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Hi guys. the boat was inspected and was found this: "no continuity was found between the aluminum fuel tank and the vessel's DC  negative/engine. Investigate further and correct as necessary ensuring the fuel tank is grounded to the vessel DC negative engine resistance between the two is less than one ohm. ABYC H24" Soooooo....

1) what am I looking in here?

2) a broken wire?

3) DO I have to make one?

4) what am I looking for?

5)  or where should I look for?

6)  is this wire should be connected to the tank itself or the sender or somewhere else?

7) my fuel gauge seems not too accurate. in the water shows something different than on the trailer. ex: in the water shows 1/2 on the trailer full! so, could this be the problem? or a sender problem? or a gauge problem? all the above? 

 

thank you guys! 

this is a 2004 Chap 260 Signature

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I would ground the tank any way I can. 

 

Boat fuel gauges are not very accurate. When under way, I use my GPH (gal per hour) to get a better feel for what is left in the tank.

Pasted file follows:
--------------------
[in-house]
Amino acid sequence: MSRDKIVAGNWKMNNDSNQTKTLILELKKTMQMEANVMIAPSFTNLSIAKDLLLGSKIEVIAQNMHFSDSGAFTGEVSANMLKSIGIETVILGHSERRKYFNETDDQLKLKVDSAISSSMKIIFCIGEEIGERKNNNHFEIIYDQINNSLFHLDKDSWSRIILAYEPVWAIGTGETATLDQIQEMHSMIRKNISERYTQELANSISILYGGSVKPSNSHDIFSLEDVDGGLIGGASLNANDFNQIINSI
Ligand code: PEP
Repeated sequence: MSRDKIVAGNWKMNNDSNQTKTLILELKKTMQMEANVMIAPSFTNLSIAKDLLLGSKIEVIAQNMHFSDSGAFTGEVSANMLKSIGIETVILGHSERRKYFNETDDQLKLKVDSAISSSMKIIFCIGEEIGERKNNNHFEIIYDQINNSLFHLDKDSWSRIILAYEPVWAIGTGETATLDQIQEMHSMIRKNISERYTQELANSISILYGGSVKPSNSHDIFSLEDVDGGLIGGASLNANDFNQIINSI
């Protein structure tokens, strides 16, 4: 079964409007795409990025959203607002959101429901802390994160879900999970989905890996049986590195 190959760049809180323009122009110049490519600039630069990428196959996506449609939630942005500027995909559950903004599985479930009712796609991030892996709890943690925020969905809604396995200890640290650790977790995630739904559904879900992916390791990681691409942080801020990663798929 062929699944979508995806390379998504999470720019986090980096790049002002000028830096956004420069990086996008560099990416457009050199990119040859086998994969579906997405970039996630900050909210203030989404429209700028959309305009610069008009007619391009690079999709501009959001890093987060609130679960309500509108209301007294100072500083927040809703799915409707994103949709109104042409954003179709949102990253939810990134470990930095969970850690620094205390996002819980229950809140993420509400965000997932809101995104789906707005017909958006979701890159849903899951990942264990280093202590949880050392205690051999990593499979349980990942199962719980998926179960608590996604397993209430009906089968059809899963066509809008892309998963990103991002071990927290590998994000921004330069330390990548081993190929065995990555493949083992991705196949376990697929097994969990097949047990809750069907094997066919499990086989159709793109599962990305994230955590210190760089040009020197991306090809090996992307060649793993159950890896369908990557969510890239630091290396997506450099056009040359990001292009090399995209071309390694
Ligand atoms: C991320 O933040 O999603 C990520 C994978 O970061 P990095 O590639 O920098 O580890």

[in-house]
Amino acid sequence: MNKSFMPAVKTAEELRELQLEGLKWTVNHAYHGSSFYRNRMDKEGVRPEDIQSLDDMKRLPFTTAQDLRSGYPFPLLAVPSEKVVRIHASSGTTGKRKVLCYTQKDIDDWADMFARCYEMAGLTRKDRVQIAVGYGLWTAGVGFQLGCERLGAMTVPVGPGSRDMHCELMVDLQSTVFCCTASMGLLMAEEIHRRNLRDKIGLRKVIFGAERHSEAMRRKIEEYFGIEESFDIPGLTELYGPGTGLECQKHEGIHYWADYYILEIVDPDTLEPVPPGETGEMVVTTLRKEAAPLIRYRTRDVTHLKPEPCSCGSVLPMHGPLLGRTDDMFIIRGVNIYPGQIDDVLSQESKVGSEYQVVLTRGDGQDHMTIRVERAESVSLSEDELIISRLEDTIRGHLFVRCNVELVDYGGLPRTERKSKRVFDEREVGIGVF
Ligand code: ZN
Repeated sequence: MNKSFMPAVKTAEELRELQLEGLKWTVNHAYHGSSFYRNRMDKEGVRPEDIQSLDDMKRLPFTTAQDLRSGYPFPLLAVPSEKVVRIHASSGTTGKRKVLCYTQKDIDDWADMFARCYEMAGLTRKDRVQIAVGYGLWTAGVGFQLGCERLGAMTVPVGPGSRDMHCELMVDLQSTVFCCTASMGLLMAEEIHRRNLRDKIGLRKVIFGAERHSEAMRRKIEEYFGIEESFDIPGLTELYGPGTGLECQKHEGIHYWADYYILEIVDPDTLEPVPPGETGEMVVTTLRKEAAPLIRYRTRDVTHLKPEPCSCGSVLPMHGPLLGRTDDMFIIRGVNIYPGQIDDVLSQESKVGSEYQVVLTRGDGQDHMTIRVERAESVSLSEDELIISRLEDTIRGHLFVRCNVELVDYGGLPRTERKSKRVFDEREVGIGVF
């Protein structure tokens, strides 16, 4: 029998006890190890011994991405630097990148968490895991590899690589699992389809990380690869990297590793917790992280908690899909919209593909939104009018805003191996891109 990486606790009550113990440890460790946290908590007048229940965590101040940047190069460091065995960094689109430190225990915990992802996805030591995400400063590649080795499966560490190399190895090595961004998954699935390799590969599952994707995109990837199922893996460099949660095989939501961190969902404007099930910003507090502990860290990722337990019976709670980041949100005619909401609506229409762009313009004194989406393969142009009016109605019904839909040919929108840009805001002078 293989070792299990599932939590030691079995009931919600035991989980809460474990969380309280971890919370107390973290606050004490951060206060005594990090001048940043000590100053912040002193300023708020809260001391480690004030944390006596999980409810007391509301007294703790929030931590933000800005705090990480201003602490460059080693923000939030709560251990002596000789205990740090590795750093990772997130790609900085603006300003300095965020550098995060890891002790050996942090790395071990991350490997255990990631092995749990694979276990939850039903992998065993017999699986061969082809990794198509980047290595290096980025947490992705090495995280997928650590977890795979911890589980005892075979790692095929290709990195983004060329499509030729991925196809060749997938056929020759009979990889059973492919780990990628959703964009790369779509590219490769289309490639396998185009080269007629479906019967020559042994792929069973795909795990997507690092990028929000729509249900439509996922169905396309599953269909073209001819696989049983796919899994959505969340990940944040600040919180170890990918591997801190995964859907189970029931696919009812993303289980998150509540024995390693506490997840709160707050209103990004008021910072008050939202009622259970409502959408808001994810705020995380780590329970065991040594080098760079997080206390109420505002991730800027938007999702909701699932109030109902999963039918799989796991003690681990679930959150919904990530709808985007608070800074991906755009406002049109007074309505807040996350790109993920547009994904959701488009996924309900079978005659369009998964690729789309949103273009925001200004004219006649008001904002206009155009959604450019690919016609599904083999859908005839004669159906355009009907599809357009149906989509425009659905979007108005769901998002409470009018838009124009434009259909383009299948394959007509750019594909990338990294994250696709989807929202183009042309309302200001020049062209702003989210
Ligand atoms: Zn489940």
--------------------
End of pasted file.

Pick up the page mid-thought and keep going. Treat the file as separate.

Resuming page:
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Marine metal fuel tanks are not grounded, they are part of the bonded network, having nothing to do with the 12 VDC negative system. Every metal part on the boat is connected by a stranded wire, typically green, daisy chained together and terminated on copper buss bars located on the transom interior. The fact that your tank does not show continuity with the engine block is disconcerting for sure, but my guess is that perhaps the tank may still be connected to the buss bar and that the engine block is not, even though the engine is still connected to it's negative battery terminal. I would find the bonding buss bar and check between it and the tank and then it and the block. Your fuel gauge should have it's own dedicated ground wire which is connect to the negative side of the 12 vdc power network. Similar to a home AC power distribution system, neutral and ground are not the same thing or even the same wires even though both have the same electrical potential, unless something fails. W